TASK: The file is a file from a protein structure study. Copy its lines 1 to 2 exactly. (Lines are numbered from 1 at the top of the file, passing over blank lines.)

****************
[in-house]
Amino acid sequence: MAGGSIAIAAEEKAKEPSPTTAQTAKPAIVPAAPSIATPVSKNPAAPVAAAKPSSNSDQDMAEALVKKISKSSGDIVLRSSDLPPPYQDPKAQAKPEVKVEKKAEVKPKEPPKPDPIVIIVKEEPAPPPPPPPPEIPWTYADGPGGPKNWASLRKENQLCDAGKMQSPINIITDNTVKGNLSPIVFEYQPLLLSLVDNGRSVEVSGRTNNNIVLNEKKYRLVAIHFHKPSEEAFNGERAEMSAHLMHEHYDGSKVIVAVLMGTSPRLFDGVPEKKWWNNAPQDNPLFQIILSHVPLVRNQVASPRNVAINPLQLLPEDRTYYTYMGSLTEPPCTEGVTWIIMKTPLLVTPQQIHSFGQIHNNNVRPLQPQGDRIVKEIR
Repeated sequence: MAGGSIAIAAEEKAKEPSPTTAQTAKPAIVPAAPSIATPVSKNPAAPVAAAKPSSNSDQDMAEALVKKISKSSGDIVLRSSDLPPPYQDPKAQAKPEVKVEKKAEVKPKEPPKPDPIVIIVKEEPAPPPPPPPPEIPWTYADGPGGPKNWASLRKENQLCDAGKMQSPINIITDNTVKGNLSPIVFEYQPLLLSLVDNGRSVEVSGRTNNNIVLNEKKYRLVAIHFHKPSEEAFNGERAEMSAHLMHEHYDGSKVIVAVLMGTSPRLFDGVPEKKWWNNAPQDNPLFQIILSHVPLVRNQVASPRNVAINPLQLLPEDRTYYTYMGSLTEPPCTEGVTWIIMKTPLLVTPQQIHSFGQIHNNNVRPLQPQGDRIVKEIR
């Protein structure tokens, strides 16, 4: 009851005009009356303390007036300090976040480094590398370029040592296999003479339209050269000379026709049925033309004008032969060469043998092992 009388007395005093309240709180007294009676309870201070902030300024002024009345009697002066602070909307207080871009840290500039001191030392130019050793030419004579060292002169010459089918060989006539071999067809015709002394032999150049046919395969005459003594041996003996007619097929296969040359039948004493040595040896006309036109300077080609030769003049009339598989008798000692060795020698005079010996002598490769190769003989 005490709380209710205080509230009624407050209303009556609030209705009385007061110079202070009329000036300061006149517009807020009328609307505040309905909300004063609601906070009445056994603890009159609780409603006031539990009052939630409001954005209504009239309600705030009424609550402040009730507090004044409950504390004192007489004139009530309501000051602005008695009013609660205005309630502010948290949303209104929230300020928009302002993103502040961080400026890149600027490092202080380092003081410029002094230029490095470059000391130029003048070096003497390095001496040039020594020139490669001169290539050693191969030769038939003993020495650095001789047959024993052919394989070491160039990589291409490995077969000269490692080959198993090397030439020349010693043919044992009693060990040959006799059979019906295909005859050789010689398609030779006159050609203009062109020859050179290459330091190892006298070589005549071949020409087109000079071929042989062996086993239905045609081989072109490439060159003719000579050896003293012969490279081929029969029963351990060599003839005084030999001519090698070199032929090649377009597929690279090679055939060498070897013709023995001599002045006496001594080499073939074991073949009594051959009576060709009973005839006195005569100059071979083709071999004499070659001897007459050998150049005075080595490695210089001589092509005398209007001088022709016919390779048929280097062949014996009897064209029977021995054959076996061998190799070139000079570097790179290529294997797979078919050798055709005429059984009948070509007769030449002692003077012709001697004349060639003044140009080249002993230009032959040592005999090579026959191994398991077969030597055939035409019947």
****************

[in-house]
Amino acid sequence: MAGGSIAIAAEEKAKEPSPTTAQTAKPAIVPAAPSIATPVSKNPAAPVAAAKPSSNSDQDMAEALVKKISKSSGDIVLRSSDLPPPYQDPKAQAKPEVKVEKKAEVKPKEPPKPDPIVIIVKEEPAPPPPPPPPEIPWTYADGPGGPKNWASLRKENQLCDAGKMQSPINIITDNTVKGNLSPIVFEYQPLLLSLVDNGRSVEVSGRTNNNIVLNEKKYRLVAIHFHKPSEEAFNGERAEMSAHLMHEHYDGSKVIVAVLMGTSPRLFDGVPEKKWWNNAPQDNPLFQIILSHVPLVRNQVASPRNVAINPLQLLPEDRTYYTYMGSLTEPPCTEGVTWIIMKTPLLVTPQQIHSFGQIHNNNVRPLQPQGDRIVKEIR